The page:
‘No problems, none’: Putin appears to back off threats as Sweden, Finland prepare to join NATO
Stockholm/Kyiv: Vladimir Putin has appeared to climb down from Russia’s objections to Sweden and Finland joining NATO, saying Moscow had no issues with them entering the US-led military alliance they now aim to join in reaction to his invasion of Ukraine.
Swedish Prime Minister Magdalena Andersson on Monday (AEST) formally announced the decision to seek NATO membership, upending 200 years of neutrality and nonalignment. Sweden joins Finland in seeking to apply for membership in the NATO defence bloc.
Russian President Vladimir Putin addresses a meeting at the Kremlin on Monday.Credit:Alexander Nemenov/Pool Photo via AP
She warned that the Nordic country would be in a “vulnerable position” during the application period and urged her fellow citizens to brace themselves for the Russian response.
However, Putin has reacted by saying NATO’s expansion itself was not a threat. He had previously warned that Moscow would take action if NATO were to move more troops or hardware onto the territory of its new members – steps Finland and Sweden have both already ruled out.
“As far as expansion goes, including new members Finland and Sweden, Russia has no problems with these states – none,” Putin said.
“And so in this sense there is no immediate threat to Russia from an expansion to include these countries.”
The comments appeared to mark a major shift in rhetoric. For decades, Moscow has cast NATO enlargement as a direct threat to Russia’s security, including citing it as a justification for the invasion of Ukraine itself.
Just hours before Putin spoke, Russia’s deputy foreign minister, Sergei Ryabkov, said Finland and Sweden were making a mistake that would have far-reaching consequences: “They should have no illusions that we will simply put up with it.”
Putin’s own spokesman Dmitry Peskov, asked last Thursday if Finland joining NATO was a threat to Russia, had said: “Definitely. NATO expansion does not make our continent more stable and secure.”
But faced with the prospect that his own actions may cause the very expansion of NATO he had opposed, Putin appears to have decided not to object directly.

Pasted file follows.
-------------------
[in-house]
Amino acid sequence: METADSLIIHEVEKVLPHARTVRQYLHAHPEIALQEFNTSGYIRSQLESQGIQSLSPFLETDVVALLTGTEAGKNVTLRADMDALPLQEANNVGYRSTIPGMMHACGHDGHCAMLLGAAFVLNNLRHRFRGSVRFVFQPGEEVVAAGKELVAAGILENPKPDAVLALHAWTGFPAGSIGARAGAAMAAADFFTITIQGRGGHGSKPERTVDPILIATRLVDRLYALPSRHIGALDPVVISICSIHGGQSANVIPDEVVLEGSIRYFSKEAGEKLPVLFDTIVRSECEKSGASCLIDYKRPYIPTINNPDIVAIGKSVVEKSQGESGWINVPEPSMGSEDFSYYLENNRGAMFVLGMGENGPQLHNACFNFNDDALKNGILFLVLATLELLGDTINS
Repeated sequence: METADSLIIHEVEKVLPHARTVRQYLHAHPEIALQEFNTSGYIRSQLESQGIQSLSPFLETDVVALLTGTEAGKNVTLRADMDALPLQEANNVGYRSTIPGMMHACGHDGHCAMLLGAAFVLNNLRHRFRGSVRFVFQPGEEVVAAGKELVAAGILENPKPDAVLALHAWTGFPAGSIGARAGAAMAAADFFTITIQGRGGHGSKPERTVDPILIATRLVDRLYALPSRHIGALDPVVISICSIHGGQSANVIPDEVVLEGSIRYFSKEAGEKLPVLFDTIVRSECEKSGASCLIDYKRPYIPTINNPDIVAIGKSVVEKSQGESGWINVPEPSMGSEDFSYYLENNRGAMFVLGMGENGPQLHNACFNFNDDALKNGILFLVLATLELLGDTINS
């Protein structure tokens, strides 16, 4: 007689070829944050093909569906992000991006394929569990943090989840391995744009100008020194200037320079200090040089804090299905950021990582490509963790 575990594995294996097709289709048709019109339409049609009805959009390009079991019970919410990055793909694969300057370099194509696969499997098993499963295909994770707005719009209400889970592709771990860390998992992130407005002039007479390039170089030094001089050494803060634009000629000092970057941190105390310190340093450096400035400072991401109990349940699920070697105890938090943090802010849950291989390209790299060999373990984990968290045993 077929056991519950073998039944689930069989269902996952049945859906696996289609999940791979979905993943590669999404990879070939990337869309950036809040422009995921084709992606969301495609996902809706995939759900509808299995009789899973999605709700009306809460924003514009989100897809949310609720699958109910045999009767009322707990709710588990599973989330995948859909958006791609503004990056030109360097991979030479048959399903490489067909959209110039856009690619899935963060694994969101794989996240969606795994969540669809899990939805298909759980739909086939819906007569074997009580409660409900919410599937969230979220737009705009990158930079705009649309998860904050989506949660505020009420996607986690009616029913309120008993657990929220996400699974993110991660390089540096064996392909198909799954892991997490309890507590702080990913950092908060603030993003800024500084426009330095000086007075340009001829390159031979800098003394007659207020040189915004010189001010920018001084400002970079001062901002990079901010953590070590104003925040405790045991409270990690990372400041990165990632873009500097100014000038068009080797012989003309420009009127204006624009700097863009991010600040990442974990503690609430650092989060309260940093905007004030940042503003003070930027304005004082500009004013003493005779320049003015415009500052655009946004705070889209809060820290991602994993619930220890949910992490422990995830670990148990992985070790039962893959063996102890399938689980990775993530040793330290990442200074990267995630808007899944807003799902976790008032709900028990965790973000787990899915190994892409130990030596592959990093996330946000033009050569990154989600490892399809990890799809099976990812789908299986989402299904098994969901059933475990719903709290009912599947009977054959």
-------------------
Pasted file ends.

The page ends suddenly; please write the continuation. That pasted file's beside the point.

Prime Minister Magdalena Andersson has announced Sweden is seeking to join NATO.Credit:Henrik Montgomery/TT News Agency via AP
He did, however, say NATO enlargement was being used by the USin an “aggressive” way to aggravate an already difficult global security situation, and that Russia would respond if the alliance moves weapons or troops forward.
“The expansion of military infrastructure into this territory would certainly provoke our response. What that (response) will be – we will see what threats are created for us,” Putin said. “Problems are being created for no reason at all. We shall react accordingly.”
Both non-aligned throughout the Cold War, Finland and Sweden say they now want the protection offered by NATO’s treaty, under which an attack on any member is an attack on all.
“We are leaving one era behind us and entering a new one,” Andersson said, announcing plans to formally abandon the militarily non-aligned status that has been a cornerstone of Swedish national identity for more than 200 years.
“NATO will strengthen Sweden, Sweden will strengthen NATO,” she said.
Swedish and Finnish officials have said Putin has only himself to blame for their decisions to join NATO. Former Swedish Prime Minister Carl Bildt tweeted a picture of a mock award for Putin as “NATO salesman of the year”.
Kjell Engelbrekt, professor of political science at the Swedish Defence University, said Putin appeared to be trying to “limit the damage”, though it was too early to say whether he now accepted NATO’s expansion as “a fait accompli”.
Moscow now had few military options left to follow through on its previous “very assertive” rhetoric demanding the Nordics never join NATO, Engelbrekt said.
“Given that Russian military resources are fairly stretched or even overstretched at the present time … they could not match an intensification of the rhetoric with the stationing and distribution of more capabilities in this part of Europe anyway.”
Finnish and Swedish accession would radically redraw the strategic map of northern Europe, giving NATO control of nearly the entire Baltic Sea coast and more than doubling the alliance’s land borders with Russia.
Nordic NATO members Norway, Denmark and Iceland said they were ready to assist Finland and Sweden “with all necessary means” during the application process.
France said it stands ready to support Finland and Sweden politically and through “enhanced military interactions”, and protect the country against any threats or aggressions.
Turkey’s President Recep Tayyip Erdogan said that Turkey would not approve Finaland Sweden’s bids to join NATO, calling Sweden a “hatchery” for terrorist organisations, and adding it had terrorists in its parliament.
“Neither of these countries have a clear, open attitude towards terrorist organisation,” Erdogan said. “How can we trust them?”
He said that Swedish and Finnish delegations should not bother coming to Ankara to convince it to approve their NATO bid.
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